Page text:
And then there was the Blue Hole, land in the middle of the Ozark national forest. My hillbilly of a granddaddy grew up in those hills, and because the land had been passed down from generation to generation it still laid within our family’s care. There was the house he was born in, the spring he drank out of as a child, the fields he used to farm and the pond he used to swim in. Every Fourth of July meant loading up the van and bouncing into the woods past the old fields plowed by my great grandfather to a hogbushed piece of land next to a pond, affectionately called the Blue Hole. The camp had a make-shift table where we lined up our water jugs and our bags of food. There was a fire pit that was brought in every year with three walls of metal and bars across the top. Then there was the canopy under which food was prepared and where we would hide in a serious down pour. The bathroom consisted of an outhouse that my granddaddy had made years ago and brought out. It was old, broken down and smelled of the excrement of many years. After one had finished with this endeavor you’d walk over to another table which held several tubs full of pond water with soap lying nearby: a germaphobe’s worst nightmare. And as there were no shower amenities, you would simply jump into the pond and enjoy the cool spring water and fish swimming around your feet.
The lack of modern entertainments meant that at night we would crowd around the fire and listen to stories. My granddaddy was a beast of a man, in his stature and in his nature. He was the strong silent type; the type to have thoughts and opinions, but to observe more than he spoke. But with his speech came the great authority of a man who had seen the years pass by and had done more than simply watch without taking note. He spent most of his time sitting and thinking and watching but would on occasion voice his opinion or turn to the children with a twinkle in his eye. But around the fire, my granddaddy would change. He would become the deep well of history. Stories of people I had never met and only heard about would resound in his words. How they would till the earth and raise their kids and work hard for their living. Stories about how my Great Great Granddaddy Wooden-Leg (yes, he had a wooden leg) would hide his chewing tobacco behind a picture frame to reuse it at a later time. Stories about how my Great Great Grandma Nancy Jane had shewed thieves away from stealing their horse with a board. Stories about how my Great Grandpa Clifton tried to teach a cow to milk by giving it a kick when it knocked the milk jug over, only to have the cow return the favor by kicking him over. Stories upon stories upon stories of the people who had lived on this land in humble, hard-working righteousness.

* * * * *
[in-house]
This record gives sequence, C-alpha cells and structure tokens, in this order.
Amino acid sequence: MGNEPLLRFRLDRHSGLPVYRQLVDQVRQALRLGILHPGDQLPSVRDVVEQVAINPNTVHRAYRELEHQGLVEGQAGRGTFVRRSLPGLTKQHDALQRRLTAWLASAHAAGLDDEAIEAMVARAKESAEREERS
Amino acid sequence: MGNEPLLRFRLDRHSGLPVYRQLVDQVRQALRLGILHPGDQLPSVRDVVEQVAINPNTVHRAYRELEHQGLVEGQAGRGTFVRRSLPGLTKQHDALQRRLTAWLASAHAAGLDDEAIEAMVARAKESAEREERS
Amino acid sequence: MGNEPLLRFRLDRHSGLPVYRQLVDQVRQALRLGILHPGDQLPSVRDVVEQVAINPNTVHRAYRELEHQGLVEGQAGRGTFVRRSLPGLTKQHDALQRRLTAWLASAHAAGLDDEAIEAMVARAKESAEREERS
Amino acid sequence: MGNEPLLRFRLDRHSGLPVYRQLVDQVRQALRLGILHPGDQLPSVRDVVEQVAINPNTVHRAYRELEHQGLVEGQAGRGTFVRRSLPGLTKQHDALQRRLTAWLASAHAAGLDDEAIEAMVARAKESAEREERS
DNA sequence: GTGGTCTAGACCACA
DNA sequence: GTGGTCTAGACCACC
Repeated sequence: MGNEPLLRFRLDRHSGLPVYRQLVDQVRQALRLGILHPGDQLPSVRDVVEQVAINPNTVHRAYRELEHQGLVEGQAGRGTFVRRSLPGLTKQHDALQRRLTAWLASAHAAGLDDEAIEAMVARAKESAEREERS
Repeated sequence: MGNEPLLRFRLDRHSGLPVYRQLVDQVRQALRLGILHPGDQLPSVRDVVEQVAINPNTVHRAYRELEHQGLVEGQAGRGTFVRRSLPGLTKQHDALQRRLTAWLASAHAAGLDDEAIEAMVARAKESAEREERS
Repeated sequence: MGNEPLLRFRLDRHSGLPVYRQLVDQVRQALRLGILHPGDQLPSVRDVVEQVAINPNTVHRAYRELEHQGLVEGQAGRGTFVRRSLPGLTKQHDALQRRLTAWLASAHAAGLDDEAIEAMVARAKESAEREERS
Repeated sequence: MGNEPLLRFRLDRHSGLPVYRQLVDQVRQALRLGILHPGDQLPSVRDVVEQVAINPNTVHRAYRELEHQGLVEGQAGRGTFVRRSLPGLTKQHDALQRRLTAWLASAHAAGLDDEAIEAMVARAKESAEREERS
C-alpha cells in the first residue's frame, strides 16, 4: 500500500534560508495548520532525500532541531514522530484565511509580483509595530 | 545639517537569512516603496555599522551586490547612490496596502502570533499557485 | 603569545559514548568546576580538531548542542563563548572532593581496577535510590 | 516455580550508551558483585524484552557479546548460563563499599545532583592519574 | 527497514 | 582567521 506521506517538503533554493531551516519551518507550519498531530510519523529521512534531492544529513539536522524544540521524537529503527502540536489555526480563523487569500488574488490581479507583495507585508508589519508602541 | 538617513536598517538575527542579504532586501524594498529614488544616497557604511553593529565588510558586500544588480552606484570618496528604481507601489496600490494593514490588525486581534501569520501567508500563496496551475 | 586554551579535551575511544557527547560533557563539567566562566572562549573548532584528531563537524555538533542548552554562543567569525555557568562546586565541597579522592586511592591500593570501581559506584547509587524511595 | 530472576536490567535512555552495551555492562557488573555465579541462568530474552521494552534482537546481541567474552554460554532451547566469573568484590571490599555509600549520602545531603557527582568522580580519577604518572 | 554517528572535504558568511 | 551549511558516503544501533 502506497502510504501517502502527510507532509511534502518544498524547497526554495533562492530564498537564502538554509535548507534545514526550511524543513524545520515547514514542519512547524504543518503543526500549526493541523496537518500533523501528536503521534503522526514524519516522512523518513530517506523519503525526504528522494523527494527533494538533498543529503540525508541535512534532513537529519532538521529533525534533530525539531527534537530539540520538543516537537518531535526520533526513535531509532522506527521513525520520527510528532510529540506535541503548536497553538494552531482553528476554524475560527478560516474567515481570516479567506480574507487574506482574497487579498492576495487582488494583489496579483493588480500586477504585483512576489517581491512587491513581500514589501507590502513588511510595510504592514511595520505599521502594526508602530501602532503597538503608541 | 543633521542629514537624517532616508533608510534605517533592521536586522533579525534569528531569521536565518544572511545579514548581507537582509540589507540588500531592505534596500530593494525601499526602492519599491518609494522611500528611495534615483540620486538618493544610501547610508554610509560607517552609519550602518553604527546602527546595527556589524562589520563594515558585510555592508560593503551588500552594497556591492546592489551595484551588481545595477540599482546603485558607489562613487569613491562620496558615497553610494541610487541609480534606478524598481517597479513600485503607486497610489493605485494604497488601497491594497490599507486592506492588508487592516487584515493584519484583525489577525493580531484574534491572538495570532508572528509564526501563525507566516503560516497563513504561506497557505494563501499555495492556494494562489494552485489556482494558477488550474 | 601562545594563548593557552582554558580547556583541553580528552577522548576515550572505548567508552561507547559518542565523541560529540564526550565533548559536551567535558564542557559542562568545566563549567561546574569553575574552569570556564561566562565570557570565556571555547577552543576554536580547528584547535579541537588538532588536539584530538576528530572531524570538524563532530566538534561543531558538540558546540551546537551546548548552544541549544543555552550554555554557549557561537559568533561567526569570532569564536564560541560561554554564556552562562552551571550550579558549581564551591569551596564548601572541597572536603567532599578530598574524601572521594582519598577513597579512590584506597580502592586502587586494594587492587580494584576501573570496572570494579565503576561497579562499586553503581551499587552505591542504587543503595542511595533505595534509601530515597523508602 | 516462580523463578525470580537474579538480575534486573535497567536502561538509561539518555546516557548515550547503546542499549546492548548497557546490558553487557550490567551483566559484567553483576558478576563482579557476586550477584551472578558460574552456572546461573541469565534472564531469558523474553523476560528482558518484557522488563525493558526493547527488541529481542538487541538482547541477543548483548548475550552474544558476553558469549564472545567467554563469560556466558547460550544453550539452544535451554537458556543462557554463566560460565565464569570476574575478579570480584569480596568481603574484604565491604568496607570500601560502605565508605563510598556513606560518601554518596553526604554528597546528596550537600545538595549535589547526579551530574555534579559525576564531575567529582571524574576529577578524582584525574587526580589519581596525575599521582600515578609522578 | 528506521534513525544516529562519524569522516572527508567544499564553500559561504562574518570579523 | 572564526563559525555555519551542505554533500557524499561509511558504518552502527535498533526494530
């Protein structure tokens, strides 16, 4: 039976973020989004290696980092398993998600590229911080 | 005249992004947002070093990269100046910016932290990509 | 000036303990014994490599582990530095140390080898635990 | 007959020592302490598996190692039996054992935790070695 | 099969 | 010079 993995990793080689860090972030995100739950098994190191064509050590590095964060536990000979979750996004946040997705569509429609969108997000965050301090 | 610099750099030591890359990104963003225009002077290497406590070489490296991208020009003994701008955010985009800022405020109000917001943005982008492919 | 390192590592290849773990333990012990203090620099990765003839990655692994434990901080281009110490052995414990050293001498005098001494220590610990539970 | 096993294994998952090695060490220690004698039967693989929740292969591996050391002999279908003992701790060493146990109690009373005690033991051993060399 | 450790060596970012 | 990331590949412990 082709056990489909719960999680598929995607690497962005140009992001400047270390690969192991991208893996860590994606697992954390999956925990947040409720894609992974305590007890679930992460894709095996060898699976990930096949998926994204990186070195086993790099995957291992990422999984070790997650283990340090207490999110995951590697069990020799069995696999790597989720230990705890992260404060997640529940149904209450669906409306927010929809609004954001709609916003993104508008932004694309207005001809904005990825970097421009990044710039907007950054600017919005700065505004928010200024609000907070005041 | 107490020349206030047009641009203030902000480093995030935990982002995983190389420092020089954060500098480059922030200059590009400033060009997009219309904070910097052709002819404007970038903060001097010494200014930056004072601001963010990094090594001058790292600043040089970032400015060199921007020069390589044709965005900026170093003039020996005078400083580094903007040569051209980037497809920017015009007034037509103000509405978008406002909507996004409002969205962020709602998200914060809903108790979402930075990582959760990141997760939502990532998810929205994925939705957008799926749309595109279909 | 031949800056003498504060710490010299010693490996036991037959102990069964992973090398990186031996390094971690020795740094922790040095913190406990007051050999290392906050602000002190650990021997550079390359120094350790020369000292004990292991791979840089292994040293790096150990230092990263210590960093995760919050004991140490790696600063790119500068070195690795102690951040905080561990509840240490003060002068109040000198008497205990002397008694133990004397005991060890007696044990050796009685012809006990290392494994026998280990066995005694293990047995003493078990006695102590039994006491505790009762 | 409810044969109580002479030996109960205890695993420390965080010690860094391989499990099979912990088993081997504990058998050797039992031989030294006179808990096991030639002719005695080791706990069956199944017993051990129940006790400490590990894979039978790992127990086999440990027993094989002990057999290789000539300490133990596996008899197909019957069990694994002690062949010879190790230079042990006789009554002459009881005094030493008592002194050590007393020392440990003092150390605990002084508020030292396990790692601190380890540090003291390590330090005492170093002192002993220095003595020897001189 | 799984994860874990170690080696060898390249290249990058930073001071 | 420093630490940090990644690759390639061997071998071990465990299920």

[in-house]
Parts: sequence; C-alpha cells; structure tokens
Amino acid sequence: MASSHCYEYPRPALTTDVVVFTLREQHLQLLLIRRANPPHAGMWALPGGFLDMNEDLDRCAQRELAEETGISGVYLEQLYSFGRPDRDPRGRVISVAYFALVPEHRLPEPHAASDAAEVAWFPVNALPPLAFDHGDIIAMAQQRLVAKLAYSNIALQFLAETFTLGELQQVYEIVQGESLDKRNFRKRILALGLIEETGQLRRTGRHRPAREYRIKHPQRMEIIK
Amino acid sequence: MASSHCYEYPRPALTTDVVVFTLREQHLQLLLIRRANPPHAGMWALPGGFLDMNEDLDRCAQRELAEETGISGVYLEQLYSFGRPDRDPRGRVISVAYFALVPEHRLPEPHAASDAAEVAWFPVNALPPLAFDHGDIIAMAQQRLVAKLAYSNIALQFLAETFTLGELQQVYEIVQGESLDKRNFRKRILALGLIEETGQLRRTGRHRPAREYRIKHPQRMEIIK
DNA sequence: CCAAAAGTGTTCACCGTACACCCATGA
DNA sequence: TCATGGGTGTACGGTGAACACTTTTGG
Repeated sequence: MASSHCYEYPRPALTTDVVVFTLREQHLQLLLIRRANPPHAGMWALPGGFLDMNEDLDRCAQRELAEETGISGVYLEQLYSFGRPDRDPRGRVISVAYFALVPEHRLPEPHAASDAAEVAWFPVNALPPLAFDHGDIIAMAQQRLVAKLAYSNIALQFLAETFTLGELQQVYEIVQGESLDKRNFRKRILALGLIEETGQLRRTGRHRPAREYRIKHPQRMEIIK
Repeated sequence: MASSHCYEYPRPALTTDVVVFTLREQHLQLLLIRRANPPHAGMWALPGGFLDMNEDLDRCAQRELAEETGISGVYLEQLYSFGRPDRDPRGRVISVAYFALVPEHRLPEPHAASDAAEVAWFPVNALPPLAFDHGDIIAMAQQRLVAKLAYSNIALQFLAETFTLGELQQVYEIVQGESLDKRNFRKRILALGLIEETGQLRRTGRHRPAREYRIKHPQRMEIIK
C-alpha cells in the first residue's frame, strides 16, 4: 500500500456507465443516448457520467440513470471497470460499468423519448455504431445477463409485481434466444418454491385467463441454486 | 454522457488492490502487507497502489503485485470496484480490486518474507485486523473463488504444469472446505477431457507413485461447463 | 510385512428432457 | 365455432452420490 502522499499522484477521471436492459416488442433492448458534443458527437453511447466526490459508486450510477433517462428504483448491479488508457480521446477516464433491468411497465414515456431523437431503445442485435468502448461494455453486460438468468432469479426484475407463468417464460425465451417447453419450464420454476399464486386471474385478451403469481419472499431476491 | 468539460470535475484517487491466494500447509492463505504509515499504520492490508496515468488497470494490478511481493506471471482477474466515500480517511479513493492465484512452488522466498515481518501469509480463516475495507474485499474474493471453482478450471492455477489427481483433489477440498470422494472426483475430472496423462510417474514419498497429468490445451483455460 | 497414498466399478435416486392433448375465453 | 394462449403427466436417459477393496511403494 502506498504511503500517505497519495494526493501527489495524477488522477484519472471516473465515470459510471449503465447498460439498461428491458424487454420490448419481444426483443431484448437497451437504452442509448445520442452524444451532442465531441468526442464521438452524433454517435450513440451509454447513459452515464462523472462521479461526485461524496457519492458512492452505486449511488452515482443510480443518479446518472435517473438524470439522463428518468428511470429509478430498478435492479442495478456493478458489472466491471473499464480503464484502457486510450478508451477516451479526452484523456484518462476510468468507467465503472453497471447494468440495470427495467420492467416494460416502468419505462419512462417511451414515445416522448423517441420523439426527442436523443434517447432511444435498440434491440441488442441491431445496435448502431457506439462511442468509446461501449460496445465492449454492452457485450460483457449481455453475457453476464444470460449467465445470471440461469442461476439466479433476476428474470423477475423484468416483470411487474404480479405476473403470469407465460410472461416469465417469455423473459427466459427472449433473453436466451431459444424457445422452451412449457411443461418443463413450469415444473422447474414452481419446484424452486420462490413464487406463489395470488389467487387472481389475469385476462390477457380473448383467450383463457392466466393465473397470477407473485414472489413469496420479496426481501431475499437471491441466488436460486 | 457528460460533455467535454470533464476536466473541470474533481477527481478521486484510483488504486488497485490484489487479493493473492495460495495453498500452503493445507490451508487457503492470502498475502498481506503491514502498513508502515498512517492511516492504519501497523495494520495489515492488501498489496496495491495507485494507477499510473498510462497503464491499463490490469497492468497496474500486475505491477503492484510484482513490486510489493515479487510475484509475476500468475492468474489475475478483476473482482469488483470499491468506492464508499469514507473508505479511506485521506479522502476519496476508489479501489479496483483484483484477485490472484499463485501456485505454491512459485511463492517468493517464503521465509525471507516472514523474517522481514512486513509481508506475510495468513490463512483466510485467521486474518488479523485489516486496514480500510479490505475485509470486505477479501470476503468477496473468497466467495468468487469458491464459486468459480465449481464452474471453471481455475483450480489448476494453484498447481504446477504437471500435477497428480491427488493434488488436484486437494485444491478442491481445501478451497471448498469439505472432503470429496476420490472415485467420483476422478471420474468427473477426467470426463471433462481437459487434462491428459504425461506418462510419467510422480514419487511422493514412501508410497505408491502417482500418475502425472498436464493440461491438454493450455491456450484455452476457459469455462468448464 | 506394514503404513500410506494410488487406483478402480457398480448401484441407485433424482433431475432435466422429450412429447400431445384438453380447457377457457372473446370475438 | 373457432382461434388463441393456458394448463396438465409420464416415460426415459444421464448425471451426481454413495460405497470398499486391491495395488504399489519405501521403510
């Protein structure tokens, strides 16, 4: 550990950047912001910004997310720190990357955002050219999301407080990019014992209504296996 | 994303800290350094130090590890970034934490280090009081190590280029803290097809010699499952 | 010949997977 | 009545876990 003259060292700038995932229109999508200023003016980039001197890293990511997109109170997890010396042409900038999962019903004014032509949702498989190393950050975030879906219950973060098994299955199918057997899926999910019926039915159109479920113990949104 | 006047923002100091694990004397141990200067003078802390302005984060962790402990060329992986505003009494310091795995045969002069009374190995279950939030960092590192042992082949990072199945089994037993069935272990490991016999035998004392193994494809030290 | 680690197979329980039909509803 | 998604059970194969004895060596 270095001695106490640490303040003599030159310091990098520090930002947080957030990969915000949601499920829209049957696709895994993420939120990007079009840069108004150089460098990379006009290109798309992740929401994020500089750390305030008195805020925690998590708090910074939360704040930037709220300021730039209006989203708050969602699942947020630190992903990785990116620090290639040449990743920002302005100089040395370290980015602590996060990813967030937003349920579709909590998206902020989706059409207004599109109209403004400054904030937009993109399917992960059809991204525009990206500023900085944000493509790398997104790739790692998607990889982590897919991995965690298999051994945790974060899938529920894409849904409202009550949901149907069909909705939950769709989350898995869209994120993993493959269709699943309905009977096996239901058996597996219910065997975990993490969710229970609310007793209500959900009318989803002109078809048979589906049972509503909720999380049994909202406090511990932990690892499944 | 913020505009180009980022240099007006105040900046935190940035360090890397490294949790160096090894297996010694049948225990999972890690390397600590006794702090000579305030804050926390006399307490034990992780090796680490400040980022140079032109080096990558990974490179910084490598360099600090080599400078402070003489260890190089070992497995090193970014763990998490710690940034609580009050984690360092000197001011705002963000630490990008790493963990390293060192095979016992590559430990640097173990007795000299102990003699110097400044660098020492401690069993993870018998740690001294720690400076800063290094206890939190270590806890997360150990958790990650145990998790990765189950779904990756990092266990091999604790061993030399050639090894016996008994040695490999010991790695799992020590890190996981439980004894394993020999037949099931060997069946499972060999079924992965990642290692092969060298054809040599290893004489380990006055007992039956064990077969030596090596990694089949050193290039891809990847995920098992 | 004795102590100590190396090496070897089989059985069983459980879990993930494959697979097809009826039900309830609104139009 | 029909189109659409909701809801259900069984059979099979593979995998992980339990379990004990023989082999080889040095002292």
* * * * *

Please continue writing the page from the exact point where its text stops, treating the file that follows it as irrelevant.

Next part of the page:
It’s in my blood. It’s in my history. It’s in my upbringing.
I guess you can call me a hippie if you want, but what’s really happened is that through my grandparents, my parents, and my childhood experiences I have learned the beauty of nature. I have learned what it means to live with and interact with nature in all its terrifying wild glory. And what I have seen happening is the destruction of that intimate relationship that the people before me have had. That I have grown up having. And with it we have forgotten who we are in the midst of it.
I had to admit to myself recently that I would never be my grandparents. I will never be those quiet, gentle people in Missouri who never gossip, cook too much food for their family and go to church every Sunday. I have grown up too differently, I have been over-exposed to the world with too much media, too many options, and more sex drugs and rock and roll than they ever had. I am strong and fiery and feisty. And although I have her name, I am not my grandma.
But I am their granddaughter. I am that little blonde haired blue eyed girl that cuddled with my grandma on the couch while she crocheted and let her entertain me with play dough and snacks. I am that little girl that stood on their old cement fish tank and pretended to tell the cows jokes as they watched with shear fascination at my every move (yes, cows have a staring problem, if you didn’t know.) And I am that little girl that swam in the pond of my ancestors and pulled snakes out of the earth. I have had the wonder of the true wilderness instilled in me by the people who came before the now modern age. And now that I see the creeks I used to swim in are polluted with fertilizers and sewage and the ticks I used to pull off myself are riddled with lime disease and the forests I used to call home are disappearing and the fish we pull out of ponds and rivers are “not advised to be consumed by those pregnant or nursing” and nature is growing ill and mother earth is groaning “Stop! Stop! Stop!” I want to reverse what humanity has unknowingly done to the land that I love.
Farming to me is like coming home. It’s like walking back into the footsteps of my Grandparents. Like settling back into the earth from wince I came. Hobbling out of haylofts and old mucky work boots only to go back home into a larger size of overalls. Back to a dependence on the land. And of course it looks different. I am a different person in a different time and place with different experiences and thoughts and ideas. But they have given me something of value and worth that I carry with me. So as I walk back into their shoes I know I will never be my grandparents, but when I look into their eyes, I know I’m their granddaughter. And for that I am grateful.